By Brian Bremner
Argentina, Brazil, Indonesia, Thailand -- all these developing economies have been subjected to controversial bailout packages courtesy of the International Monetary Fund over the last decade or so. Sometimes the bailouts go swimmingly, as with South Korea during the 1990s. Sometimes, the results are mixed -- Russia in the 1990s, for example. And in still other cases, such as Indonesia, IMF-enforced remedies have been hamfisted, failing to produce the desired results.
So what if the IMF suddenly felt it necessary to pressure a big, rich economy to get its act together? Say, Japan and its world-class banking mess? That might strike some as absurd. Sure, Japan has its share of economic woes, but isn't this a $4.5 trillion economy with a brimming current-account surplus and foreign-exchange reserves of well north of $400 billion. This isn't the portrait of a crisis-stricken, middling economy, the sort the IMF is used to swooping in on.
And yet the notion isn't unprecedented. IMF intervened with Britain in the 1970s, when runaway inflation, deep labor unrest, and fiscal deficits placed its economy in quite a jam. And let's not forget how the IMF hectored the U.S. during the Reagan Administration, demanding that Washington restore some fiscal discipline.
CARRY THE WEIGHT.
Now, it may be Japan's turn, according to a new book by Sayuri Shirai, an associate professor at Keio University and visiting scholar with the Asian Development Bank Institute. Shirai has just a published a book in Japanese called Megabank Crises and IMF Economic Policy (Kadokawa Shoten Publishing). Shirai takes a hard look at the IMF's handling of the crises in Korea and Russia during the 1990s. But what has tongues clucking in Tokyo is her prediction that the IMF is readying a very tough new report on Japan's banks set for publication about half-way through 2003 that will basically say the banking sector is dangerously undercapitalized.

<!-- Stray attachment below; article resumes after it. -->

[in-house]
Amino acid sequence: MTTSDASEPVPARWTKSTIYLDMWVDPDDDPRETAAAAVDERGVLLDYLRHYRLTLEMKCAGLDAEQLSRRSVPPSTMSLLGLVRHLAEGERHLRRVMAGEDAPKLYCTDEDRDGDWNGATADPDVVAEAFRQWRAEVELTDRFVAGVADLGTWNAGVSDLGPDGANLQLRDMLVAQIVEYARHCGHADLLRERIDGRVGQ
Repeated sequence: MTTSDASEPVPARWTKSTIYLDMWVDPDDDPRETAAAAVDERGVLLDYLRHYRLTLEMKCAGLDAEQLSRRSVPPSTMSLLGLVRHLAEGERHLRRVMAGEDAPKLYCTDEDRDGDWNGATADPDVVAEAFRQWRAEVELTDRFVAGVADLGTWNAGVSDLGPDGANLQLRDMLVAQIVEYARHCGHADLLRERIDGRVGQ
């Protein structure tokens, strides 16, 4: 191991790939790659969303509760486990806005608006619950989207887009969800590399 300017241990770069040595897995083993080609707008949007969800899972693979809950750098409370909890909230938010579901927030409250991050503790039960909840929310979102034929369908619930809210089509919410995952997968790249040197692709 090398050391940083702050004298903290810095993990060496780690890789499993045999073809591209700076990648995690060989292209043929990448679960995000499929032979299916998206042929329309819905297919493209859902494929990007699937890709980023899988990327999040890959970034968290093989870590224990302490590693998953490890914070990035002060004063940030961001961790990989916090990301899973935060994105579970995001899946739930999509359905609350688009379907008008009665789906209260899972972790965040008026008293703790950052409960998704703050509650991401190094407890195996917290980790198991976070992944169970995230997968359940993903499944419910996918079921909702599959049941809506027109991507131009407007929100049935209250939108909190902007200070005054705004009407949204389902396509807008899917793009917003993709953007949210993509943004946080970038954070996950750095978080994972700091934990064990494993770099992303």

Of course, most folks who have read the financial reports of Japanese banks closely already know things are fairly grim. It's not just the total burden of dud loans weighing down on the system -- though that could total $600 billion or more systemwide, say some private analysts. Worse, if you stripped away the deferred tax credits and public money big banks received back in 1998, most capital-adequacy ratios would fall below 8%, the level considered safe by international bank regulators.
Yet this inspection by the IMF's Financial Sector Assessment Program will carry far more weight in the eyes of the international community and the Japanese government, figures Shirai, an ex-IMF economist herself. "The IMF will approve a tough report with strong recommendations," she predicts.
I bet she's right. But the real question is whether it will matter. I have my doubts. First, the IMF and a chorus from Washington -- from ex-Treasury Secretaries Robert Rubin and Paul O'Neill to Federal Reserve Chairman Alan Greenspan -- have been spent years trying to jawbone the Japanese into more effective action on their banking mess. This kind of gaiatsu -- or pressure from abroad -- hasn't added up to much so far.
Shirai thinks this time might be different, for two reasons. First, this study will be comprehensive: full of specific financial metrics like return on assets, capital-adequacy ratios, liquidity measures, and so on. It will also be benchmarked against other banking systems in Asia.
On top of that, there will be "stress tests" to forecast what the points of vulnerability are for Japan's rickety banking system. Though the IMF team of financial sleuths and Japan's financial bureaucrats are banging heads on what sort of measures might be used here, one possible scenario might look at a 20% plunge in the stock market and the impact on the banks' massive stock holdings.
Once this study comes out in next year's annual IMF country review, it will be harder and harder for the antireform crowd in Prime Minister Junichiro Koizumi's coalition government to argue that all is well and good, Shirai thinks. It could also give Japan's top bank regulator, Heizo Takenaka, more ammo to push through his tough-love action plan to purge the banking sector of nonperforming loans once and for all.
A toughly worded IMF report with some damning facts and figures will surely help. The Japanese government is going to have to face facts now -- or face them later. The country must achieve a tough and credible banking program that will be expensive for taxpayers, mean more bankruptcies and higher unemployment, and other forms of economic pain in the short-term. But it has to be done.
That will call for some gutsy domestic political leadership. The IMF, despite the best of intentions, can't change that.
Bremner, Tokyo bureau chief for BusinessWeek, offers his views every week in Eye on Japan, only for BusinessWeek Online
Edited by Douglas Harbrecht